Sustainable design is such a major part of the concept of design that it is now often included in the planning and design process by urban and city planners, in their strategy for either designing a new city, or extending an existing one.
Architects are often brought into this process, as well as those responsible for urban infrastructure, such as roads and services.
In this melting pot of ideas and plans, someone with a vision for truly sustainable design and building concepts can have a significant impact upon the future of cities and urban spaces.
Some Examples of Sustainable Design Concepts Within City Planning
Some issues that city planners and urban designers need to bear in mind when designing, redesigning or extending a city, are:
- microclimate issues (this is particularly relevant in desert environments, but must be considered elsewhere too)
- weather factors, including wind and water flow
- services access: how will gas, electricity, water be provided to urban housing units?
- can energy be utilised from renewable sources, i.e. <#66#>solar<#> or wind power? If so, can the necessary devices be utilised within
- individual housing units, or should a larger scale area be provided where larger equipment can be safely installed
- green spaces in the midst of urban development, including planning laws that legislate for open space per amount of urban dwelling
- the use and accessibility of natural light to give buildings adequate daylight
- air pollution in built-up areas – a major issue now for all city planners, as scientists find links between air pollution and illness in cities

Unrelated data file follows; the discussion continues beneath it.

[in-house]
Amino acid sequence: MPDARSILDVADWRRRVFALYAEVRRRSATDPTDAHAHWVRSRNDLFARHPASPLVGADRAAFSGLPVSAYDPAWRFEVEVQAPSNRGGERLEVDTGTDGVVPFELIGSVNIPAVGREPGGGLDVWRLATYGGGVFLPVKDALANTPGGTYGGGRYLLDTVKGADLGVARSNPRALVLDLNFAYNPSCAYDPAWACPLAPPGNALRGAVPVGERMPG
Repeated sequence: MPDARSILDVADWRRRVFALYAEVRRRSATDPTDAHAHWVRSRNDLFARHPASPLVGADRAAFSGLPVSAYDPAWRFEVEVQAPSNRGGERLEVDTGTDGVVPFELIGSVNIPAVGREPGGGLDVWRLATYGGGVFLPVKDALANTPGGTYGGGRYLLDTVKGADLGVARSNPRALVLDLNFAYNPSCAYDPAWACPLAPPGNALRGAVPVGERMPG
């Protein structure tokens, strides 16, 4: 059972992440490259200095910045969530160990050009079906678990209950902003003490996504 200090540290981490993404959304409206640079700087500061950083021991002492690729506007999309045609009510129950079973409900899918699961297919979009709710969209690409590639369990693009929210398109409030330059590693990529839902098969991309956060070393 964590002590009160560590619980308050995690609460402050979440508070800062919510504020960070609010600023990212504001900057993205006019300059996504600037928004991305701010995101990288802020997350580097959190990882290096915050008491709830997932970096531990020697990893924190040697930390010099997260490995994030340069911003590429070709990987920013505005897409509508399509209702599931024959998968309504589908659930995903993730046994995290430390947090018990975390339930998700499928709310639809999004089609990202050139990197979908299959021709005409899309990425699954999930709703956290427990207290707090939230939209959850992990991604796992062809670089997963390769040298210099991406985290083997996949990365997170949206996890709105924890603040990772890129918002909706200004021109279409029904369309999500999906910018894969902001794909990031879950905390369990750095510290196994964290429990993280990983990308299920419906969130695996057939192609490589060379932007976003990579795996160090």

- anthropogenic heat: energy we consume as humans – how is it absorbed, used and discarded through our buildings?
- density of buildings versus urban sprawl : which is better for each particular city environment
- conservation of existing buildings, and preservation or creation of sense of neighbourhood and community
- the creation and development of community facilities, including work and leisure facilities, as well as good public transport
- infrastructure, keeps travel issues to a minimum, and can lead to a long-term reduction in pollution and reduced private car use
How Green Spaces in the Midst of Cities Benefit Us
Green spaces in the midst of urban areas benefit us in 2 ways – firstly the social aspect, of places to relax, walk, perhaps play sport or exercise, and secondly the environmental aspect.
Green spaces, with a mixture of trees, grass, plants and other vegetation, can absorb some of the carbon produced in the local areas, acting as a sponge for pollution. Parks and gardens help to break the urban monotony of buildings, and they also have the effect of allowing air and light to flow more freely, which produces healthier humans as well as healthier buildings.
Water Use in Sustainable Cities
The ideal situation for water use in cities that aspire toward sustainability is that all grey water from buildings in localised areas can be reused. This would mean in practise that water from baths and showers and from kitchens could be fed through a filter and a storage tank, perhaps contained underground or stored in a buildings basement, could be used to water private or public garden areas, or even municipal parks.
With water access and regular droughts becoming the most important issue throughout the world, the most efficient use and reuse of water in urban environments needs to be correctly addressed as a urgent priority. This is for every citizen to address their water use, consumption of, and reuse, as well as planners and architects.